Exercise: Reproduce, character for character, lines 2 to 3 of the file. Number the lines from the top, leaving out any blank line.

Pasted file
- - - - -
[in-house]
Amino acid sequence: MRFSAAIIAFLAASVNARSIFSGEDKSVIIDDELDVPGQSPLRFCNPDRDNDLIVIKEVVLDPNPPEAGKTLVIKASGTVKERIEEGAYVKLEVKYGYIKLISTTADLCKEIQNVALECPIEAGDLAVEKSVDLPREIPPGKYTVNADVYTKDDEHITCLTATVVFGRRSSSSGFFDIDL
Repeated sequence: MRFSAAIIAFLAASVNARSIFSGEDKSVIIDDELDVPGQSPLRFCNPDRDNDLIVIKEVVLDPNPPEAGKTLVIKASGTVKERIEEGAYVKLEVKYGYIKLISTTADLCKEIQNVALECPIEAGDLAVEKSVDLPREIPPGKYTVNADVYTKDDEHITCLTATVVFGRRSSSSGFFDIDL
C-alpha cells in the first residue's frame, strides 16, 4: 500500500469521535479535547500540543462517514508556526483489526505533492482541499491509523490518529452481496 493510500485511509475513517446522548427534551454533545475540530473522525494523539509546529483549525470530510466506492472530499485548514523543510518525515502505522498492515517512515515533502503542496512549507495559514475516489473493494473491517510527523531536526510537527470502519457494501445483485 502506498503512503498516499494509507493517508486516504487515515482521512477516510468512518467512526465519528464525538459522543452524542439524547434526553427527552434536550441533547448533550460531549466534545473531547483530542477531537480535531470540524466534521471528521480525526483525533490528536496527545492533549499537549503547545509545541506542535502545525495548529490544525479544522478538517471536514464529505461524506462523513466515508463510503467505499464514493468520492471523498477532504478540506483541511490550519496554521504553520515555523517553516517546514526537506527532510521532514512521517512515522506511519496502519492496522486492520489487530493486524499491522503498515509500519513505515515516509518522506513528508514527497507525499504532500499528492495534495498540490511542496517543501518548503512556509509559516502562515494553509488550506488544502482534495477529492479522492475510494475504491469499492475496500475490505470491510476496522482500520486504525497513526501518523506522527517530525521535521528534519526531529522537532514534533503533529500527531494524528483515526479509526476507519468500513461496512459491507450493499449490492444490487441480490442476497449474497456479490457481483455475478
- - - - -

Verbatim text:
Amino acid sequence: MRFSAAIIAFLAASVNARSIFSGEDKSVIIDDELDVPGQSPLRFCNPDRDNDLIVIKEVVLDPNPPEAGKTLVIKASGTVKERIEEGAYVKLEVKYGYIKLISTTADLCKEIQNVALECPIEAGDLAVEKSVDLPREIPPGKYTVNADVYTKDDEHITCLTATVVFGRRSSSSGFFDIDL
Repeated sequence: MRFSAAIIAFLAASVNARSIFSGEDKSVIIDDELDVPGQSPLRFCNPDRDNDLIVIKEVVLDPNPPEAGKTLVIKASGTVKERIEEGAYVKLEVKYGYIKLISTTADLCKEIQNVALECPIEAGDLAVEKSVDLPREIPPGKYTVNADVYTKDDEHITCLTATVVFGRRSSSSGFFDIDL